How slowdown in China economy could affect trade in sub-Sahara Africa

TradeTrade has been cited as one of the most efficient means of boosting economies in sub-Saharan Africa and can also be used to reduce poverty, but it appears the region hasn’t quite got a handle on using trade to boost its economies, especially as its dependence on trade with China could itself become a cause for economic decline.

While foreign trade between sub-Sahara African countries and China is known to have grown more than three times between 2007 and 2014, from about $60 billion to nearly $200 billion, which is a level comparable to the total trade with the European Union and about four times the total trade with the United States, the slowdown in China is expected to affect Africa’s foreign trade through third-party effects, according to the World Bank.

Sub-Saharan Africa has faced an across-the-board weakening in commodity prices in 2015, the Bank states in its economic outlook on Africa known as ‘Africa’s Pulse’.

The report indicates that following some recovery in the second quarter, oil prices plunged again, dropping below $40 per barrel. Prices
 of copper and iron ore, two of the region’s main metal exports, fell by about 25 per cent and 40 per cent, respectively, while prices 
of agricultural goods remained depressed.

The region is therefore vulnerable to commodity price shocks because of its pattern of exports.

“The region is a net exporter of fuel, minerals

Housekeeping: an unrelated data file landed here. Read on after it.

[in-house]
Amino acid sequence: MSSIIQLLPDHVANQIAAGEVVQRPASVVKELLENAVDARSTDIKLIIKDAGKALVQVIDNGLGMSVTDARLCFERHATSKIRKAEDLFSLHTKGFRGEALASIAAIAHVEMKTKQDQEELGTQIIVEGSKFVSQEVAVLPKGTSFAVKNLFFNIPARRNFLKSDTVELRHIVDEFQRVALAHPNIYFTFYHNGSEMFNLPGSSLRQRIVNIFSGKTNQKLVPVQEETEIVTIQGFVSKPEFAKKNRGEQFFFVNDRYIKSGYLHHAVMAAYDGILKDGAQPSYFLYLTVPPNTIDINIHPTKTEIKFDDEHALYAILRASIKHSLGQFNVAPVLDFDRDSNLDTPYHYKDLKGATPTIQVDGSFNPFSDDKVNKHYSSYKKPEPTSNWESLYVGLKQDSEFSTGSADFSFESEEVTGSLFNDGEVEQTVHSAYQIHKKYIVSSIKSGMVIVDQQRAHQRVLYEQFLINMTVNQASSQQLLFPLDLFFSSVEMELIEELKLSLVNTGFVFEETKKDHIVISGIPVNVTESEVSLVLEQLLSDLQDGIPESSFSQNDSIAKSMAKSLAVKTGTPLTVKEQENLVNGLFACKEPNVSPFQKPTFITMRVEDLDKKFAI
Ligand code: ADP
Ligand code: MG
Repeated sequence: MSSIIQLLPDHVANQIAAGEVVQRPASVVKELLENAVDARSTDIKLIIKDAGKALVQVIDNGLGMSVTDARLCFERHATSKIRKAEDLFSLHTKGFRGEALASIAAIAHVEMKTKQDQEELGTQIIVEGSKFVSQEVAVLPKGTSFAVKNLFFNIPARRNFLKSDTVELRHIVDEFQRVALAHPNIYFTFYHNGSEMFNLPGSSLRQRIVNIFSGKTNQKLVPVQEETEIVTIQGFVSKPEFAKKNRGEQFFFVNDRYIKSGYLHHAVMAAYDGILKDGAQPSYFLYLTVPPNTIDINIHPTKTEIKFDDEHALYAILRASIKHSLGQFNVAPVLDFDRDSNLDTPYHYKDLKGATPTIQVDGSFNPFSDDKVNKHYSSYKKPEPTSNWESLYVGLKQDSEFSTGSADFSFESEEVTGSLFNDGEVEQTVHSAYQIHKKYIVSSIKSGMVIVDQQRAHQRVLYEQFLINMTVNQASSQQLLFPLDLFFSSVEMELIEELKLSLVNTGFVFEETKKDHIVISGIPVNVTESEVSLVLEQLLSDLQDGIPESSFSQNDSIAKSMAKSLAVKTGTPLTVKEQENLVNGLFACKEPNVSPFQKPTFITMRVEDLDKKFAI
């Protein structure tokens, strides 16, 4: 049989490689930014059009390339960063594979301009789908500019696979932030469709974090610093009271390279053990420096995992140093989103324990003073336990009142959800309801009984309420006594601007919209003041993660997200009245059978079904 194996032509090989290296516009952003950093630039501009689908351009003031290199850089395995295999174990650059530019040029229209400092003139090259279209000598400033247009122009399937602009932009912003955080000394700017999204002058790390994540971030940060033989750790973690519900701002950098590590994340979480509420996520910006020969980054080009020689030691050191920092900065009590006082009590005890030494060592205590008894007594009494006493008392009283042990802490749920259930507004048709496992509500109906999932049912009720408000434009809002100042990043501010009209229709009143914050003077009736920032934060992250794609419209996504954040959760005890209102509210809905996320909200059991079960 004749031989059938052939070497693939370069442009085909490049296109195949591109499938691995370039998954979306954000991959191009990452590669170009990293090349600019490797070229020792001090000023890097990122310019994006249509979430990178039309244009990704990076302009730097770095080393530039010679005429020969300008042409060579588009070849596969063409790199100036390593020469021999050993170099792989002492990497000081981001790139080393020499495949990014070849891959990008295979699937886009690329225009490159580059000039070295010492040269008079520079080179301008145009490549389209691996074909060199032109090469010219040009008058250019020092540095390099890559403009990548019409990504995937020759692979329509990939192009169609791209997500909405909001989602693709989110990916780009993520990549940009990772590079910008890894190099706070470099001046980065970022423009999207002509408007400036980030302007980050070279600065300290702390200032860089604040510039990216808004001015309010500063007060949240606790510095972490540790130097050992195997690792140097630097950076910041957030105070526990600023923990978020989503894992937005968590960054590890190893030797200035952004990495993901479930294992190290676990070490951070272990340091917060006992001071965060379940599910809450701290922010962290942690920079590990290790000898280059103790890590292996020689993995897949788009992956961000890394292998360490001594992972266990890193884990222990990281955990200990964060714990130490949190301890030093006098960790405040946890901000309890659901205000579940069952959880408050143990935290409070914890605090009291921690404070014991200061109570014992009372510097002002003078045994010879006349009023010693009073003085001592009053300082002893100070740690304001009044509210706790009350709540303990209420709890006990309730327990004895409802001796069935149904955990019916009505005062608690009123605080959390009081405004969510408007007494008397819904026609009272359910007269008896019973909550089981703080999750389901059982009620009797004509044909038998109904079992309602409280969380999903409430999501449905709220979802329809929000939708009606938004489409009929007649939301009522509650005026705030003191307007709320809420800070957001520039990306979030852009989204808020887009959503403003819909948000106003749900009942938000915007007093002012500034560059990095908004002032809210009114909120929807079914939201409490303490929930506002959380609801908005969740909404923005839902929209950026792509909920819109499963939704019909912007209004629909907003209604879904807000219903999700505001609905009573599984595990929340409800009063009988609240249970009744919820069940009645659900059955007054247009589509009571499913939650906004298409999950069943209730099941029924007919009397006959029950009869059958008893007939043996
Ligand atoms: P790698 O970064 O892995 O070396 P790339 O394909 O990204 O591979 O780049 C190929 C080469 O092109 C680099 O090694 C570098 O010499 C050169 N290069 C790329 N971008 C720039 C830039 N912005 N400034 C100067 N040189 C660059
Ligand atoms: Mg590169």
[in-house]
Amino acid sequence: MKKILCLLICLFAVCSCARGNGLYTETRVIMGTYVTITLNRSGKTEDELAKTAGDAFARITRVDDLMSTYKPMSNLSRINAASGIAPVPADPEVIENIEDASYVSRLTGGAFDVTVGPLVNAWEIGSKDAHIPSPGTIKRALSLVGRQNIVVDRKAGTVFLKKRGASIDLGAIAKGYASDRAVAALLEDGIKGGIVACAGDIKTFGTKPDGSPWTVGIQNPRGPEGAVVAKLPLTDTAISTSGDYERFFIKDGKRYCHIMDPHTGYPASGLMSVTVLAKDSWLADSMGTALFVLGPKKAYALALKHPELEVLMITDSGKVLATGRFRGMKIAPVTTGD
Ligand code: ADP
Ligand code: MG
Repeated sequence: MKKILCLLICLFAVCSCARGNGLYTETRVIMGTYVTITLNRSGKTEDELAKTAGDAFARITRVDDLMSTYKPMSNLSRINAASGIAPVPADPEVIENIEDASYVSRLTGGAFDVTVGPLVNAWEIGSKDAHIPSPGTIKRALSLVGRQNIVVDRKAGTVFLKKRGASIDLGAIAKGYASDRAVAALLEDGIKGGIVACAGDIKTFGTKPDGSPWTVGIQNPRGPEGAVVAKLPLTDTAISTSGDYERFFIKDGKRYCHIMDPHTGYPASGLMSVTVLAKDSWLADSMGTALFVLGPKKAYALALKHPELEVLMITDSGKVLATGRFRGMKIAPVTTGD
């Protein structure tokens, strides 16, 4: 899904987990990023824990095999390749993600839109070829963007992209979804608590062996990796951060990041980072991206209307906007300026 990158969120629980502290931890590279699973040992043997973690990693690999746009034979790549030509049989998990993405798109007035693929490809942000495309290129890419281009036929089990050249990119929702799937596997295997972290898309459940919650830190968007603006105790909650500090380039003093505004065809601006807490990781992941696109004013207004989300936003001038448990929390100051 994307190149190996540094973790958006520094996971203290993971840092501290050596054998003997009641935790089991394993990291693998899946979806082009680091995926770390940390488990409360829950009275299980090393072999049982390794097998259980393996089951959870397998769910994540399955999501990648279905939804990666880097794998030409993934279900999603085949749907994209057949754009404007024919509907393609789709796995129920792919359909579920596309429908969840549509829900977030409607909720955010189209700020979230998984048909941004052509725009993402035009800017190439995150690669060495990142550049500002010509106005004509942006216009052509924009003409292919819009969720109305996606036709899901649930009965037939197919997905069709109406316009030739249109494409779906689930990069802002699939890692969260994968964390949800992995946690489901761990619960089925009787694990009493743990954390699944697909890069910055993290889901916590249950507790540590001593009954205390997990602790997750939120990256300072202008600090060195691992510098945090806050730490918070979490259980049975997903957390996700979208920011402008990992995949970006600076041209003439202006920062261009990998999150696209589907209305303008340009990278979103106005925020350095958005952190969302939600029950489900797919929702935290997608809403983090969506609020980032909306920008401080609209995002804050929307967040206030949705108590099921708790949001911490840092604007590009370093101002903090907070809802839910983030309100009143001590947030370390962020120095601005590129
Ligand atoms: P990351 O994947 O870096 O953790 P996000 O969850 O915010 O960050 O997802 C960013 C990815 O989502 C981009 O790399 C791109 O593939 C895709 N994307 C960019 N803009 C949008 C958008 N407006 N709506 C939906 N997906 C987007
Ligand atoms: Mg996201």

and metals, and agricultural commodities. The combined share of energy and minerals and metals has grown, and now accounts for about two-thirds of the region’s exports,” the Bank says.

By contrast, it adds, manufacturing exports have seen a sharp decline in share, as have agricultural commodities.

China is an increasingly important trading partner for the region and has a strong participation in world commodity markets. China’s demand for crude oil represents 11 per cent of world demand. It also consumes 57 per cent of the world copper demand and two-thirds of the world iron ore demand.

As China rebalances growth away from raw material-intensive sectors, and considering the fact that the region depends heavily on the exports of these commodities, the decision by China will have direct implications for sub-Saharan Africa.

“A recent study estimates that from a long-term perspective these effects could be sizeable,” the Bank warns.

By Emmanuel K. Dogbevi

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